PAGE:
More information on the TolaData software can be retrieved at:

Contact: Chandani Lopez Peralta,

DACOTA - Tailored remote monitoring system

DACOTA was developed by GFA B.I.S. to track, manage and visualize project activities based on complex data. The remote monitoring system consists of interchangeable open source components and is tailored to the specific needs of each donor and project. Depending on stakeholders involved, monitoring requirements within a project may vary. A project manager needs to control progress and quality, and reports to donors while a centralized steering unit seeks to track implementation by analyzing indicators and trends. National agencies want to make data available to the public in order to inform about and promote initiatives. DACOTA is adaptable to this variety of requirements, and is implemented in KfW and GIZ projects ranging from the construction of school buildings to the preservation of a biosphere reserve. How DACOTA meets the respective stakeholders’ remote management, monitoring and verification needs is demonstrated below.

DACOTA - Global AgriChains

The GIZ global program Sustainability and Value Added in Agricultural Supply Chains (AgriChains) works along the entire supply chains of selected commodities, and supports sustainable agricultural practices in eleven partner countries. DACOTA helps each country manage and track supply chain activities while permitting the program’s headquarters to analyze global indicators and trends. Data is imported into DACOTA by each country office. To ensure high data quality, DACOTA includes an optional approval process. If so configured, uploaded data as well as changes to the dataset made by users need to be authorized prior to import. Each country office can manage and filter its own data and track historical values. Tailored country dashboards enable users to monitor the status and progress of each activity and regional indicator. Aggregated data as well as global indicators and trends can be easily tracked and evaluated by the program’s headquarters on separate dashboards. In addition to applying DACOTA for internal progress and quality control, as in the GIZ AgriChains program, the remote monitoring system can also be used to make data available to external stakeholders such as the general public. (Picture: GIZ AgriChains aims at improving the sustainability of agricultural supply chains, coffee cultivation in Ethiopia)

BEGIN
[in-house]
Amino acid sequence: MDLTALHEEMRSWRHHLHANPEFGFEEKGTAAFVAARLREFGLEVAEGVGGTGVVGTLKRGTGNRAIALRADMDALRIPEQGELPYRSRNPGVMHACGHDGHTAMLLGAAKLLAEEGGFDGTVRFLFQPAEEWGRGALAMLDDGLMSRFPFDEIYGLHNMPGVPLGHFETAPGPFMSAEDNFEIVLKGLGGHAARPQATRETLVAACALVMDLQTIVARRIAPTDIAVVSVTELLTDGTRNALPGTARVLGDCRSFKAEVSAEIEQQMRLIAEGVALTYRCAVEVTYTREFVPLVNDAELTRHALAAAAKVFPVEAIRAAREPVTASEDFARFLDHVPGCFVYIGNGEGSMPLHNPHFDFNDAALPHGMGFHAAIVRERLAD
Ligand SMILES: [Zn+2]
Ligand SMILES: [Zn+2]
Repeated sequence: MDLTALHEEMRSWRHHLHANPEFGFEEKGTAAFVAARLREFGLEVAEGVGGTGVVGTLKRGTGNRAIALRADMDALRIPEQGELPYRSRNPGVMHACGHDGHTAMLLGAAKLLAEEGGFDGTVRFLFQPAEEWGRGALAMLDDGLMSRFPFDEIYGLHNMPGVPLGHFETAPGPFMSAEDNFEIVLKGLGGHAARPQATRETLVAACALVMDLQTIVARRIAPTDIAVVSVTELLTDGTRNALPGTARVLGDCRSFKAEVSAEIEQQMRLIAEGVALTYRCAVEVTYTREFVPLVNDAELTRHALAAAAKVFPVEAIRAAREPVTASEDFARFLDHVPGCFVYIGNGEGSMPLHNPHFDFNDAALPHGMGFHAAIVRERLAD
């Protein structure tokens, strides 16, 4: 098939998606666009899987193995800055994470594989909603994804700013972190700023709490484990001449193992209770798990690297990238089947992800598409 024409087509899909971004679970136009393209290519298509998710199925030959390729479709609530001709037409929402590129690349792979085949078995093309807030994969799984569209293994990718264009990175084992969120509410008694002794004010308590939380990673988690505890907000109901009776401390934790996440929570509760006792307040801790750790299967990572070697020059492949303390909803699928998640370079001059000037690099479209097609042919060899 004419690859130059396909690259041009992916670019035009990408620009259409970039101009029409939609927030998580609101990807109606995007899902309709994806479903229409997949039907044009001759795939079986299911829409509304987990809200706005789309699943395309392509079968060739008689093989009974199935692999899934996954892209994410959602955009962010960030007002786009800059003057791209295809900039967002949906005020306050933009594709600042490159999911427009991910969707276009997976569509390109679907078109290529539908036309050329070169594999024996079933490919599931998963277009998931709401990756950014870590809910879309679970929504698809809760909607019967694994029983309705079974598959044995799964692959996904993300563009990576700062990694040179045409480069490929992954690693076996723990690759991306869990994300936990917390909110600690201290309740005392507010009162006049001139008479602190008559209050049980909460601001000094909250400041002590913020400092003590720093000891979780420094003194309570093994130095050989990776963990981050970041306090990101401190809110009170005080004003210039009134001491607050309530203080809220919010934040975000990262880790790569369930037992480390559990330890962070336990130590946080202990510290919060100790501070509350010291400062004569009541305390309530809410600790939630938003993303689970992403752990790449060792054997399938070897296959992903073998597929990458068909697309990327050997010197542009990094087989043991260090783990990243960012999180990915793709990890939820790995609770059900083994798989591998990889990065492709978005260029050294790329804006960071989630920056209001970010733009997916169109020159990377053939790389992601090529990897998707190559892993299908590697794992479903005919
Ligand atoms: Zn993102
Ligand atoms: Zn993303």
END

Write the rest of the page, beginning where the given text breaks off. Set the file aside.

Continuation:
DACOTA - Solar Electrification in Ethiopia